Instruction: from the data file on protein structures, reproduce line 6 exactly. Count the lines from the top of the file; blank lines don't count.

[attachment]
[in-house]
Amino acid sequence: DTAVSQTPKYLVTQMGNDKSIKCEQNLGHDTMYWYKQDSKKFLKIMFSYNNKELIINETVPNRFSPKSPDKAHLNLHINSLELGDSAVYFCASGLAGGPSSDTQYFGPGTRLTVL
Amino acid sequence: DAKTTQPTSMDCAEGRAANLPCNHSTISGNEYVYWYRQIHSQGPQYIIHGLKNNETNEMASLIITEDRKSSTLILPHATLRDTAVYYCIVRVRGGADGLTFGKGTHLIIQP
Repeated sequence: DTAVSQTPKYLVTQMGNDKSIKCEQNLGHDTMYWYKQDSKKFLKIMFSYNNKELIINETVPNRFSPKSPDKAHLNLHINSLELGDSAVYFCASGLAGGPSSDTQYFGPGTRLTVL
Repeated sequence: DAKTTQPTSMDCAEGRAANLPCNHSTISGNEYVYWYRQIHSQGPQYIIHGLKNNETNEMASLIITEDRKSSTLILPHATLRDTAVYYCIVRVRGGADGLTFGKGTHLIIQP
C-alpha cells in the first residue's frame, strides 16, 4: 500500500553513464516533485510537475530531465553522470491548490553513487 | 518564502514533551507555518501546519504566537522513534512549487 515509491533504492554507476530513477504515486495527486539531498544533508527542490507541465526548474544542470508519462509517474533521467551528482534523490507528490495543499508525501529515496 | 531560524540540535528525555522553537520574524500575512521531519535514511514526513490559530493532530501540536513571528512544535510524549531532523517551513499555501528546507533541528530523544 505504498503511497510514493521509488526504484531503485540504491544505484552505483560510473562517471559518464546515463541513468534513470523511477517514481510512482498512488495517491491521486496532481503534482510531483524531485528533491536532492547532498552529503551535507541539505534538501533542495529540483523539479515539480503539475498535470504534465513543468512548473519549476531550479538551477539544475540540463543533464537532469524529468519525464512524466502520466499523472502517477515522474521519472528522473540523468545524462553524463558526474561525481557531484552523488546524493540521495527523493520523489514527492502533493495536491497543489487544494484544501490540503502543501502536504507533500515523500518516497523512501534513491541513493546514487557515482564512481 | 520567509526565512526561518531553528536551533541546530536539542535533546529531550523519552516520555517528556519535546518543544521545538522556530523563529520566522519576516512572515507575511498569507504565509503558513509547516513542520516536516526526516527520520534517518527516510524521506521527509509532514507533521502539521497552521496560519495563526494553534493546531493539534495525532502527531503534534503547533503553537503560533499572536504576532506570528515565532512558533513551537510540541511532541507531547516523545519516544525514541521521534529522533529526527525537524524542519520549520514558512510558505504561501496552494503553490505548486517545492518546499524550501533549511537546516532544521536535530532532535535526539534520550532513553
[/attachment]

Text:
C-alpha cells in the first residue's frame, strides 16, 4: 500500500553513464516533485510537475530531465553522470491548490553513487 | 518564502514533551507555518501546519504566537522513534512549487 515509491533504492554507476530513477504515486495527486539531498544533508527542490507541465526548474544542470508519462509517474533521467551528482534523490507528490495543499508525501529515496 | 531560524540540535528525555522553537520574524500575512521531519535514511514526513490559530493532530501540536513571528512544535510524549531532523517551513499555501528546507533541528530523544 505504498503511497510514493521509488526504484531503485540504491544505484552505483560510473562517471559518464546515463541513468534513470523511477517514481510512482498512488495517491491521486496532481503534482510531483524531485528533491536532492547532498552529503551535507541539505534538501533542495529540483523539479515539480503539475498535470504534465513543468512548473519549476531550479538551477539544475540540463543533464537532469524529468519525464512524466502520466499523472502517477515522474521519472528522473540523468545524462553524463558526474561525481557531484552523488546524493540521495527523493520523489514527492502533493495536491497543489487544494484544501490540503502543501502536504507533500515523500518516497523512501534513491541513493546514487557515482564512481 | 520567509526565512526561518531553528536551533541546530536539542535533546529531550523519552516520555517528556519535546518543544521545538522556530523563529520566522519576516512572515507575511498569507504565509503558513509547516513542520516536516526526516527520520534517518527516510524521506521527509509532514507533521502539521497552521496560519495563526494553534493546531493539534495525532502527531503534534503547533503553537503560533499572536504576532506570528515565532512558533513551537510540541511532541507531547516523545519516544525514541521521534529522533529526527525537524524542519520549520514558512510558505504561501496552494503553490505548486517545492518546499524550501533549511537546516532544521536535530532532535535526539534520550532513553